Vomiting in Dogs

Written by Small Door's medical experts

As unpleasant and distressing as it might be, vomiting is not uncommon for dogs. There are numerous contributing factors that can lead to this uncomfortable yet important function. If a dog throws up once and is otherwise behaving normally, this generally isn’t cause for concern. However, vomiting can be a sign of a more serious health issue, particularly if other abnormalities – such as diarrhea, lethargy, or loss of appetite – are present. Additionally, young puppies that haven’t yet been fully vaccinated are at greater risk of contracting a serious disease or infection, so if your puppy is vomiting and you suspect a serious health issue could be the cause, contact your vet immediately.

In This Article

Signs & Symptoms of Vomiting in Dogs

Dog owners should be familiar with the difference between vomiting and regurgitation. When a dog vomits, he is forcefully ejecting the contents of the stomach and small intestine, bringing food, fluid, and other contents up to the esophagus and out through the mouth. Prior to getting sick, he may show signs of nausea.

With regurgitation, a backflow of undigested food and fluids comes up through the esophagus and through the mouth. Unlike vomiting, there is no forceful ejection; instead, a more passive motion takes place. Signs of regurgitation can include coughing and difficulty breathing. Regurgitated contents are undigested.

One sign that a dog is getting ready to vomit is a series of contractions of the stomach, better known as heaving, retching, or gagging. (It’s a lot like what humans do before getting sick.)

On the other hand, when a dog regurgitates, there is no abdominal heaving. It usually takes place immediately after eating a meal, whereas vomiting can happen hours later.

Signs that indicate your dog is experiencing nausea and may vomit include:

  • Drooling

  • Excessive licking

  • Excessive swallowing

  • Eating grass

  • Retching, gagging, heaving

  • Dehydration

Causes of Vomiting in Dogs

When a dog vomits, it’s not an automatic cause for concern if no other symptoms present themselves and the vomiting occurs only once. Dogs are notorious for scarfing down their food too quickly, or eating things they shouldn’t: maybe he snacked on a little too much grass, or managed to gobble down a mystery item on a walk. Occasionally, dogs will vomit for no apparent reason, then continue going about their day as if nothing happened.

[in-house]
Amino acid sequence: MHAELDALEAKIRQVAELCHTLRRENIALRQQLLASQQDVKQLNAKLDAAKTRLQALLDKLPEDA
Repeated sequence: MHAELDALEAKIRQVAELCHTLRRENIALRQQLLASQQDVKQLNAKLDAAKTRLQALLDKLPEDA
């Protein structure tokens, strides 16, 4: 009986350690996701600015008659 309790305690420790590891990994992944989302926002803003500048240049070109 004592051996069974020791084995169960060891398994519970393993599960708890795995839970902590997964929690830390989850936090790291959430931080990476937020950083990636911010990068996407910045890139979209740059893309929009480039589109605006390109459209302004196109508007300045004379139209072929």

Here are some common and less-worrisome reasons your dog might be vomiting:

  • Gastritis (irritation of the stomach)

  • Upset stomach from eating something he shouldn’t have eaten

  • Bilious vomiting syndrome (a condition caused by bile from the small intestine leaking into the stomach)

  • Motion sickness (often from riding in a car)

However, vomiting can also be caused by more serious underlying health issues:

If your dog experiences multiple episodes of vomiting – or vomiting accompanied by diarrhea, loss of appetite, lethargy, or other abnormal clinical signs – it’s time to call the vet.

Diagnosing the Cause of Vomiting in Dogs

To diagnose why your dog is vomiting, your veterinarian will ask questions pertaining to your dog’s activities and diet, and ask whether there may be the possibility of exposure to garbage, toxins, or poisons.

A physical examination is performed next. In some cases, these additional tests may be needed:

  • Bloodwork

  • X-rays

  • Fecal analysis

  • Urinalysis

  • Ultrasound

  • Biopsies

  • Endoscope evaluation

Treating Vomiting in Dogs

Once your vet has determined the reason your dog is vomiting, he or she will be able to prescribe a treatment plan. If dehydration has occurred as a result of vomiting, your vet may also recommend some form of fluid therapy.

If the vomiting only happened once or twice, your vet may recommend the following at-home treatment:

  • Keep your dog away from food for 6 to 8 hours (water is ok).